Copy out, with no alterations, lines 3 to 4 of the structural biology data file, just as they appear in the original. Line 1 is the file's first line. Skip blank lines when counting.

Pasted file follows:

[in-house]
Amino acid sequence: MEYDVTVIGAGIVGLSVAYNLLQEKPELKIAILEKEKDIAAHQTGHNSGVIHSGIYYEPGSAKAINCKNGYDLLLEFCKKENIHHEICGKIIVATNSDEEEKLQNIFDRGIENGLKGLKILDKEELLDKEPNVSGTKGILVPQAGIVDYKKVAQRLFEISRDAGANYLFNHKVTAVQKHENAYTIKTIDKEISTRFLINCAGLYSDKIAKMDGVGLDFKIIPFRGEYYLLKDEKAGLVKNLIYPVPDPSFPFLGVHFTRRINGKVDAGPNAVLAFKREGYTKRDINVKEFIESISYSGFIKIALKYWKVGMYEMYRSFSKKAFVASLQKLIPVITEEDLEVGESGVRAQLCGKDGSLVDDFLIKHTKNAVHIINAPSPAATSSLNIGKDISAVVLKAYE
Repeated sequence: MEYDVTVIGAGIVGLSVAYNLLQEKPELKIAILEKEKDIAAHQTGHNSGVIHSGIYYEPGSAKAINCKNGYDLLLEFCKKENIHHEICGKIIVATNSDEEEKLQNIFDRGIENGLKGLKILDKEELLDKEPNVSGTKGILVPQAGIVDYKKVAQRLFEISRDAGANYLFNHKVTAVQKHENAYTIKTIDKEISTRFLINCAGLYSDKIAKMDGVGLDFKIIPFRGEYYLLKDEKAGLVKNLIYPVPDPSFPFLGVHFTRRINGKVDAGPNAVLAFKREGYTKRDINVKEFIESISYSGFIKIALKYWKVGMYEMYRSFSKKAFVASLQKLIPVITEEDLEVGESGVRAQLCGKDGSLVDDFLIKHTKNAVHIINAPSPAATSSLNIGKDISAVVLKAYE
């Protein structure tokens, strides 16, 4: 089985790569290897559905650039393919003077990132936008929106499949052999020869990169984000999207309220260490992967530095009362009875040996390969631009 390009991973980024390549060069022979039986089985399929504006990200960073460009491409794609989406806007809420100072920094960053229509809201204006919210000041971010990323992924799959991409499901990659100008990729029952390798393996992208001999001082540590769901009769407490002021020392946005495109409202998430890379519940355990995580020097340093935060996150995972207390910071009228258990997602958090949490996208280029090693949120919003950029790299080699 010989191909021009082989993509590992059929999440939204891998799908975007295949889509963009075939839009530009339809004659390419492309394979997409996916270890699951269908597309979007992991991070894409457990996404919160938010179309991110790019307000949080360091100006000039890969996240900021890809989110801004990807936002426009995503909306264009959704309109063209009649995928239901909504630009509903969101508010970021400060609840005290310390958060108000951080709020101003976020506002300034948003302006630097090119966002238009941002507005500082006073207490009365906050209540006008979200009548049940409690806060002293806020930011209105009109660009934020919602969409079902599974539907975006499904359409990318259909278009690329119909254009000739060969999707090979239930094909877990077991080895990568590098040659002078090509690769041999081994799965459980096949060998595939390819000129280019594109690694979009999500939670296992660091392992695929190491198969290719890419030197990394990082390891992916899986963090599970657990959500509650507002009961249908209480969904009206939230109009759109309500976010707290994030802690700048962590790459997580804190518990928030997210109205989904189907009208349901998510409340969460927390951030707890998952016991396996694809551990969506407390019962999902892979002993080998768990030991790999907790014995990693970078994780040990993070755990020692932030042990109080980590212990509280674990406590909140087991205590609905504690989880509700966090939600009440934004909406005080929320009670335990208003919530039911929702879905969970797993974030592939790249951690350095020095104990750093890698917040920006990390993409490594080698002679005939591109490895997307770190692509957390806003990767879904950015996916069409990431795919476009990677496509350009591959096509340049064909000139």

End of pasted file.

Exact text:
Repeated sequence: MEYDVTVIGAGIVGLSVAYNLLQEKPELKIAILEKEKDIAAHQTGHNSGVIHSGIYYEPGSAKAINCKNGYDLLLEFCKKENIHHEICGKIIVATNSDEEEKLQNIFDRGIENGLKGLKILDKEELLDKEPNVSGTKGILVPQAGIVDYKKVAQRLFEISRDAGANYLFNHKVTAVQKHENAYTIKTIDKEISTRFLINCAGLYSDKIAKMDGVGLDFKIIPFRGEYYLLKDEKAGLVKNLIYPVPDPSFPFLGVHFTRRINGKVDAGPNAVLAFKREGYTKRDINVKEFIESISYSGFIKIALKYWKVGMYEMYRSFSKKAFVASLQKLIPVITEEDLEVGESGVRAQLCGKDGSLVDDFLIKHTKNAVHIINAPSPAATSSLNIGKDISAVVLKAYE
């Protein structure tokens, strides 16, 4: 089985790569290897559905650039393919003077990132936008929106499949052999020869990169984000999207309220260490992967530095009362009875040996390969631009 390009991973980024390549060069022979039986089985399929504006990200960073460009491409794609989406806007809420100072920094960053229509809201204006919210000041971010990323992924799959991409499901990659100008990729029952390798393996992208001999001082540590769901009769407490002021020392946005495109409202998430890379519940355990995580020097340093935060996150995972207390910071009228258990997602958090949490996208280029090693949120919003950029790299080699 010989191909021009082989993509590992059929999440939204891998799908975007295949889509963009075939839009530009339809004659390419492309394979997409996916270890699951269908597309979007992991991070894409457990996404919160938010179309991110790019307000949080360091100006000039890969996240900021890809989110801004990807936002426009995503909306264009959704309109063209009649995928239901909504630009509903969101508010970021400060609840005290310390958060108000951080709020101003976020506002300034948003302006630097090119966002238009941002507005500082006073207490009365906050209540006008979200009548049940409690806060002293806020930011209105009109660009934020919602969409079902599974539907975006499904359409990318259909278009690329119909254009000739060969999707090979239930094909877990077991080895990568590098040659002078090509690769041999081994799965459980096949060998595939390819000129280019594109690694979009999500939670296992660091392992695929190491198969290719890419030197990394990082390891992916899986963090599970657990959500509650507002009961249908209480969904009206939230109009759109309500976010707290994030802690700048962590790459997580804190518990928030997210109205989904189907009208349901998510409340969460927390951030707890998952016991396996694809551990969506407390019962999902892979002993080998768990030991790999907790014995990693970078994780040990993070755990020692932030042990109080980590212990509280674990406590909140087991205590609905504690989880509700966090939600009440934004909406005080929320009670335990208003919530039911929702879905969970797993974030592939790249951690350095020095104990750093890698917040920006990390993409490594080698002679005939591109490895997307770190692509957390806003990767879904950015996916069409990431795919476009990677496509350009591959096509340049064909000139």